Archive for January 24th, 2010

Tricking news providers to report on serious issues.

| January 24, 2010 | 5 Replies
Tricking news providers to report on serious issues.

It’s certainly not breaking news that the commercial news media tends to abhor careful detailed rational discussion. This reluctance of local media outlets to report meaningful news has been going on for many years.

But what is “news”? In my opinion, the most important news is information that sheds light on the way our community functions. High quality “news” informs us of the way our government is working. It warns us of collective dangers, including those dangers that we will face in the distant future. It gives us the information we need to take steps to protect ourselves, both as individuals and as a community. It is skeptical of outrageous claims, and honors the scientific method. It repeatedly reports on information that many viewers/readers might find inconvenient or disturbing, although it also balances this with information that makes us celebrate the state of our community and nation.

Reporting the “news” accurately means holding up a big mirror to viewers/readers, and those who report accurately will work hard not to be community cheerleaders who filter out “bad news,” no matter how much they want to please, distract or entertain the audience. Couple this definition with the fact that the most serious issues of the day are unwieldy. They are either legally or factually complicated, or they have been so corrupted with political spin, that reporting on the issues meaningfully will require long hours of one or more aggressive veteran reporters who are constantly being supported by his/her editor and employer.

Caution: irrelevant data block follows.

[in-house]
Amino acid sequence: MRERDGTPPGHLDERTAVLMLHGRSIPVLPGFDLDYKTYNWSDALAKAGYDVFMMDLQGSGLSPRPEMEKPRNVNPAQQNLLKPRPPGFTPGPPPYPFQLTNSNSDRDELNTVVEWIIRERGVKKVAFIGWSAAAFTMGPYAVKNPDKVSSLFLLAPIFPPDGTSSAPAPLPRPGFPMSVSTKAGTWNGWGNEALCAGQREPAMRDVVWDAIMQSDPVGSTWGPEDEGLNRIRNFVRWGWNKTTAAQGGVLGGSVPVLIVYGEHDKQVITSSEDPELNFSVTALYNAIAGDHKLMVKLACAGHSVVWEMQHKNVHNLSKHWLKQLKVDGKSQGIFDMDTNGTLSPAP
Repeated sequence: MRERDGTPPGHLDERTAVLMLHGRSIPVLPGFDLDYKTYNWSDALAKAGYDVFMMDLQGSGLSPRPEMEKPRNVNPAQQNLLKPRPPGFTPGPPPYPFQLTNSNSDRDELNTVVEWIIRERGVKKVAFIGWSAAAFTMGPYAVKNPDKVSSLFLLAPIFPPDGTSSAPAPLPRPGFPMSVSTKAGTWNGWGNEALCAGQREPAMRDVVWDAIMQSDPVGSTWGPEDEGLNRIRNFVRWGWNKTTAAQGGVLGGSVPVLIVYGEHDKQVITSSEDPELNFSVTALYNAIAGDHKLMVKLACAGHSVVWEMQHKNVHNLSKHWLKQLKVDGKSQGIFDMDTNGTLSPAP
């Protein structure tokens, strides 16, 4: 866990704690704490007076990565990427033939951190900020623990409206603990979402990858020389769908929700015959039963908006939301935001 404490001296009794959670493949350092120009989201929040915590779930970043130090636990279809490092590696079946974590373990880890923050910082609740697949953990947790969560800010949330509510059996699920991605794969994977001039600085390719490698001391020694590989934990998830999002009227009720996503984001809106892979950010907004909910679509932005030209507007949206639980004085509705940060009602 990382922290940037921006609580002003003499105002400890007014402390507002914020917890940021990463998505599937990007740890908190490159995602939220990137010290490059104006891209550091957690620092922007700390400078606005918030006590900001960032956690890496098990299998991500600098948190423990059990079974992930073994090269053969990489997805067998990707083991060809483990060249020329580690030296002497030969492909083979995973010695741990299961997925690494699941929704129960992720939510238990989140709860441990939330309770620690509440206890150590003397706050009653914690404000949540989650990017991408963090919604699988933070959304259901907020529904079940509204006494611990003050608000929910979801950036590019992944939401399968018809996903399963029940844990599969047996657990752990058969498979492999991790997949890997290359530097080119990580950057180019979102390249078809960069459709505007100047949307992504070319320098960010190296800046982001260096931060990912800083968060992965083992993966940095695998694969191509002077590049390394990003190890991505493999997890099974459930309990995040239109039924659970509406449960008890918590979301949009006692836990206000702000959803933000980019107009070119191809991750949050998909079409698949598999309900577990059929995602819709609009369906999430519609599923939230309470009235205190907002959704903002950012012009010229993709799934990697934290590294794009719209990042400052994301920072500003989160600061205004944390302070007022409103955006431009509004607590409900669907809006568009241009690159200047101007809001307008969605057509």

I recently attended a conference sponsored by True Spin. My take-away is that that the majority of what passes for local “news” is starkly at odds with the above definition of “news.” Mason Tyvert summarized the types of things that are now required to pass as “news”:

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